Telecommunications infrastructure in the country will soon have international standards that will make these resilient in times of natural disaster.
Power infrastructure in the country already follows statutory standards for safety but telecommunications does not. As part of the global Coalition for Disaster Resilient Infrastructure (CDRI), the National Disaster Management Authority (NDMA) has initiated discussions with the telecom players — Bharat Sanchar Nigam, Airtel, Reliance Jio, and Vodafone Idea — to develop standards for the sector.
Kamal Kishore, member, NDMA, said loss of towers was only 3 per cent during the Cyclone Fani earlier this year. But that was because these have only eight-hour-long power back-up and the power supply had snapped.
Restoration took a lot of time. Besides, there was damage to optic fibre cable while trees were being cleared.
“We have to look at infrastructure in a systematic way and whether the existing standards are future ready. In telecommunication, we will be working out standards. There are ways of managing risks and losses. If you spend 3 per cent extra you get 20 per cent more resilience. Where specific risk cannot be assigned, then you bear that loss. Where there is probability, take insurance and have a risk pool,” said Kishore.
Standards would be both prescriptive as well as performance-related that ask for resurrection in a time-bound manner.
The CDRI, conceived over 2018-19, involves consultations with more than 35 countries. It is a partnership of national governments, United Nation agencies and programmes, multilateral development banks and financing mechanisms, the private sector, and knowledge institutions that aim to promote resilience of new and existing infrastructure systems to climate and disaster risks, thereby ensuring sustainable development.
According to Kishore, mortality during natural disaster is going down in most parts of the world but livelihood impact is huge.
“We have to go beyond from saving life to saving livelihood. Investment in infrastructure is huge. In the next 20 years, more infrastructure will be built than what was done in the last 200 years. So it is important to get it right in the first go,” he said.
Traditionally, when you build infrastructure, it is based on data of past 100 years for risk and sustainability, but the next 100 years are not considered.
Kishore said certain segments of infrastructure, such as telecommunication, lack experience and standard. Lessons need to be absorbed quickly.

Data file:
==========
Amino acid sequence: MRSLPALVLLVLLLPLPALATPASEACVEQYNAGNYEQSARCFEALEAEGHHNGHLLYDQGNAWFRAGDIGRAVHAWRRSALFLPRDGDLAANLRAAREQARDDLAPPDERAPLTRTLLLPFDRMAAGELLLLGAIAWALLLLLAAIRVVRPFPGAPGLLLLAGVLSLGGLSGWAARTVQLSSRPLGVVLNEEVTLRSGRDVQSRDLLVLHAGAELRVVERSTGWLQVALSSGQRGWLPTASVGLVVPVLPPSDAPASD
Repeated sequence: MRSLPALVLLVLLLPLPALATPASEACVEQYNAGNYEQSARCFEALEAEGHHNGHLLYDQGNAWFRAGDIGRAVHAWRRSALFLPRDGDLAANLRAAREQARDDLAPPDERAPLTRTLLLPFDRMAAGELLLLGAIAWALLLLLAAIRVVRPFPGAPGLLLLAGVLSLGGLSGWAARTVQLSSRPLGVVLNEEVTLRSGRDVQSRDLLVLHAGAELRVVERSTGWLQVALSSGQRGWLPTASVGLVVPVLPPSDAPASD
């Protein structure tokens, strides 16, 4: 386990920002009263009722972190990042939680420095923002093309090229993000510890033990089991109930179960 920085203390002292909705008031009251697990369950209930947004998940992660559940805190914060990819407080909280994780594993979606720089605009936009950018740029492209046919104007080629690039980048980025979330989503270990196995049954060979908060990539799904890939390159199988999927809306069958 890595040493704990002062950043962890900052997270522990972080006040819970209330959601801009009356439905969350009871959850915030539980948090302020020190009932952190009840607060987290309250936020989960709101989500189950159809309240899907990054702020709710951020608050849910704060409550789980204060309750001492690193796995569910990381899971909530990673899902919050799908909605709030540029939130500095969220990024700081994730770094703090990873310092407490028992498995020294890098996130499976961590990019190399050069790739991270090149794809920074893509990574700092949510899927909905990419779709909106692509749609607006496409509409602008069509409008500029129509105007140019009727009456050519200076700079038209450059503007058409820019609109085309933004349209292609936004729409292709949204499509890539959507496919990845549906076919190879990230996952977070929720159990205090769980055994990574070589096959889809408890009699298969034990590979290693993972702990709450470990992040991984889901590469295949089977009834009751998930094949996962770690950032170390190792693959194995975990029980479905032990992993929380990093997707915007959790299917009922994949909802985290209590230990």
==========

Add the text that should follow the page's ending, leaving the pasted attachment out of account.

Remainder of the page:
The CDRI secretariat at NDMA has hosted two international events where it engaged with 40 countries and academic institutions like the United Nations, World Bank, Asian Infrastructure Investment Bank and Asian Development Bank to come up with a framework. The focus is on risk assessment, standards and regulations, finance and post disaster recoveries.
For India, CDRI is also focussing on power sector and things like underground cabling in distribution of power could be one way. A project in coastal Odisha will cover distribution, transmission, generation and supply chain to support power generation.
“In power sector, there are certain standards that are already prevalent like those laid down by the Central Power Research Institute in Bangalore but we have to see if they are adequate for the future,” he said.
According to Kishore, there were two factors while planning for infrastructure--one is the state of resilience and second, the preparedness to recover. “You cannot have infinite resilience. There will be events that exceed design parameters. It could be earthquake, floods and landslides.
Different segments of infrastructure do not have the same level of criticality. For instance, one road or bridge connecting a remote area maybe more critical than a road to a place that has connected by other modes, too.
“In our response to disaster, we are doing well but when it comes to saving livelihood, we have to do a lot more. Like people demand swift action from National Disaster Relief Force, there will be social demand for reliable infrastructure. For disaster risk reduction, this is the next level,” said Kishore.
Within two to three years, the coalition aims to have a three-fold impact of achieving considerable changes in policy framework of member countries, future infrastructure investments and high reduction in economic losses from climate-related events and natural disasters across sectors.
The CDRI follows the UN Agenda 2030 principle of “leaving no one, no place, and no ecosystem behind, focusing on the most vulnerable regions and populations, while enabling inclusive and deliberative processes that recognize national and local efforts as primal”.